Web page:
Posts Tagged ‘English’


New words – 4 January 2016

January 4, 2016


wavy adjective slang stylish

You can be wearing wavy garms or wavy kicks.

[Heard in conversation (UK teens) 05 Jul 2015]





basic adjective informal unattractive, unpleasant and unsophisticated

Festival headdresses. Basic is the only word applicable here. [The Guardian (UK broadsheet) 04 July 2015]

calm! exclamation slang good; cool

‘Your ticket’s arrived.’ ‘Calm!’

[Heard in conversation (UK teens) 05 July 2015]

About new words


Since, for and ago: talking about periods of time

December 30, 2015

by Liz Walter​
since for ago
It often seems that small, common words cause the most mistakes, and I certainly hear my students making errors with words like since, for and ago. This post therefore looks at some common errors connected with talking about periods of time and explains how to avoid them.

First, let’s look at the difference between since and for. They are both used to say how long something has been happening, but while since is followed by a precise time or a date, for is followed by a length of time: Read the rest of this entry ?


Look it up!

December 29, 2015

by Colin McIntosh​
The British dictionary tradition has differed from the American tradition in various ways, one of which is the treatment of words with a capital letter, like Brazil, Edinburgh, and John F. Kennedy.

British dictionaries traditionally made a distinction between content that was lexical and content that was encyclopedic. Lexical content (words, in other words) was the job of the dictionary, whereas encyclopedic content (countries, cities, dead white men) was the job of the encyclopedia. Nowadays, with the advent of search engines like Google, where all types of information are accessible, people tend not to distinguish between the two, and the internet is simply seen as one huge, amorphous source of information. This obviously has meant a big change in dictionary users’ expectations.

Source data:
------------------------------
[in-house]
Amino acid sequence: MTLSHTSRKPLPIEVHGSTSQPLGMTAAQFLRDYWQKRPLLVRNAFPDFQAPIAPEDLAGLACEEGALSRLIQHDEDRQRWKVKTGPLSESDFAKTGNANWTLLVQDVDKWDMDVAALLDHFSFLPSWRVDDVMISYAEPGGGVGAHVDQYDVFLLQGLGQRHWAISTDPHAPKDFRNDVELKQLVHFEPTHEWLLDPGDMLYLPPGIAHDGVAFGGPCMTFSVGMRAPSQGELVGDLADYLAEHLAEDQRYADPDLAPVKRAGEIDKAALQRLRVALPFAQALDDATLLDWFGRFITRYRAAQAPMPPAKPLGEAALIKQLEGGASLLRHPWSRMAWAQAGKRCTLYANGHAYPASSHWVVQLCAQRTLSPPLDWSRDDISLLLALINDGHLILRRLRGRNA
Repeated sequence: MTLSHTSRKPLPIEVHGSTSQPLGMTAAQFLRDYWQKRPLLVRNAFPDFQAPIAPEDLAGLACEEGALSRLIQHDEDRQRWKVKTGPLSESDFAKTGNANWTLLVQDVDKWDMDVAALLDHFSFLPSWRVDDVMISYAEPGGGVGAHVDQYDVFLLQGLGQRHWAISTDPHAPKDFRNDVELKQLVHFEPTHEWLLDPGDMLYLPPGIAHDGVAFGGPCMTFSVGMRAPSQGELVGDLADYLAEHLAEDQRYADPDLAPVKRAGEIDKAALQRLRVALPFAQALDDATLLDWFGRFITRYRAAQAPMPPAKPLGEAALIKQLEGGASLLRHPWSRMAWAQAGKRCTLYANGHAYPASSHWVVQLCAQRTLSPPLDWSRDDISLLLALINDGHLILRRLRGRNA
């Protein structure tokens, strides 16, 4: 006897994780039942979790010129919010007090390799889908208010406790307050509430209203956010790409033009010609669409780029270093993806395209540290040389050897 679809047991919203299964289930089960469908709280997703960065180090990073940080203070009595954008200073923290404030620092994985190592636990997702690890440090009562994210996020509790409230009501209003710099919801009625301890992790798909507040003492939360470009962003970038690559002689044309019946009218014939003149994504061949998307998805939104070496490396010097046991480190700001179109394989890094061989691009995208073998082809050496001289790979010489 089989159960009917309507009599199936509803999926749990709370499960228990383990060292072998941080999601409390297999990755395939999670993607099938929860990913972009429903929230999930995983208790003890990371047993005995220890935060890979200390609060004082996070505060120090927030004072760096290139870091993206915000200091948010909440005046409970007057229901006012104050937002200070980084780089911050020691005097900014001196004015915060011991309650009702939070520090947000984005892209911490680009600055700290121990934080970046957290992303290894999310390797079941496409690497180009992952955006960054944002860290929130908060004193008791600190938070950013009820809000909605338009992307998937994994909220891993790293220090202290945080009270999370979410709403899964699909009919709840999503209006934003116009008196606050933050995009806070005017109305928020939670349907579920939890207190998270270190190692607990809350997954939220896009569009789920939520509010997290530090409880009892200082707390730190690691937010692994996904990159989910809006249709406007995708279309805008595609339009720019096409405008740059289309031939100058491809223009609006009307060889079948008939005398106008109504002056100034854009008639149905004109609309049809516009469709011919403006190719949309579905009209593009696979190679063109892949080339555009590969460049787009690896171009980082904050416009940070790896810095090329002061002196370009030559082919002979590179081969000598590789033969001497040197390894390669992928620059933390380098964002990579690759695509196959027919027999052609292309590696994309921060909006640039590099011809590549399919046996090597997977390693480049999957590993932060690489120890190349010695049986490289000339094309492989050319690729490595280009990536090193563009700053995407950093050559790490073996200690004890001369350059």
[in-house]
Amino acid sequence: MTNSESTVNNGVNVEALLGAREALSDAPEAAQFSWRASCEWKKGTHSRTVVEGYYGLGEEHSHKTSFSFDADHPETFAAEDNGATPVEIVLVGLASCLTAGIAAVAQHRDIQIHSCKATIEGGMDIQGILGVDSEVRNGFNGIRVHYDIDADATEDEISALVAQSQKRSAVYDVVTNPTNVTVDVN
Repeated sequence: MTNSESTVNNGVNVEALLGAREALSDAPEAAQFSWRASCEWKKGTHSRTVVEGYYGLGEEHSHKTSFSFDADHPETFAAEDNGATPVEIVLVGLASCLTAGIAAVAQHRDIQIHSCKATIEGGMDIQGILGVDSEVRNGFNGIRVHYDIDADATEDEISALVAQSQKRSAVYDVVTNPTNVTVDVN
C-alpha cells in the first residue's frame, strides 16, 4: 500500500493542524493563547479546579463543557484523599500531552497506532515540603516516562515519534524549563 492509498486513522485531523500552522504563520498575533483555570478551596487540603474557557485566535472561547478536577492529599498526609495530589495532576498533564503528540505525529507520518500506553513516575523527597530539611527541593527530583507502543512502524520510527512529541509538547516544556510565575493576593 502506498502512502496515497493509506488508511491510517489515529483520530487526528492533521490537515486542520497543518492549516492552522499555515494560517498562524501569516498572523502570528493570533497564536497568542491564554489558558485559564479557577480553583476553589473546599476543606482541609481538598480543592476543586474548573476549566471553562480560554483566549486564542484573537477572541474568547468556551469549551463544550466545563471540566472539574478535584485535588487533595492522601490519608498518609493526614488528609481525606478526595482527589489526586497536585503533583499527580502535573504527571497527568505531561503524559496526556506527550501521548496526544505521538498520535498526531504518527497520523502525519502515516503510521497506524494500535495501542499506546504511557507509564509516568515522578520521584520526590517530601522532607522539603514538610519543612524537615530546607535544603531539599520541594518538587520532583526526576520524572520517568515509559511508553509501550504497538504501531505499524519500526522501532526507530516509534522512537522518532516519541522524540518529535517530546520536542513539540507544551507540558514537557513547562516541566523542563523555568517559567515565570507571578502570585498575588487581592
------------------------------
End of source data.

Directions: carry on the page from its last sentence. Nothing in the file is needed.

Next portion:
One enormous difference for dictionary makers in the digital age is that we can see what our users are looking up (or searching for, in the new parlance). When Samuel Johnson or James Murray published new dictionaries in past centuries, they had no idea if their users were looking up words they’d added, or if they were looking up words that hadn’t been included. Now we can run regular checks of “words searched for” and “words not found”. Read the rest of this entry ?


New words – 28 December 2015

December 28, 2015

digital amnesia

digital amnesia noun the inability to remember basic things, such as telephone numbers, dates, etc. as a result of over-reliance on mobile phones, the Internet etc for storing information

The problem, dubbed ‘digital amnesia’ is a result of our brains adapting to an age where our phone, and the internet, is always available, scientists say.

[ 01 July 2015]

pocket dial verb informal to call someone by accident with a phone that is in your pocket

How many times have you answered your phone only to find out that someone has ‘pocket dialed’ you by accident.

[ 28 July 2015]

ride-hailing service noun an on-demand car service for which people use a smartphone app to arrange a ride

Uber, the ride-hailing service, lost a round in its fight for legality in Brazil.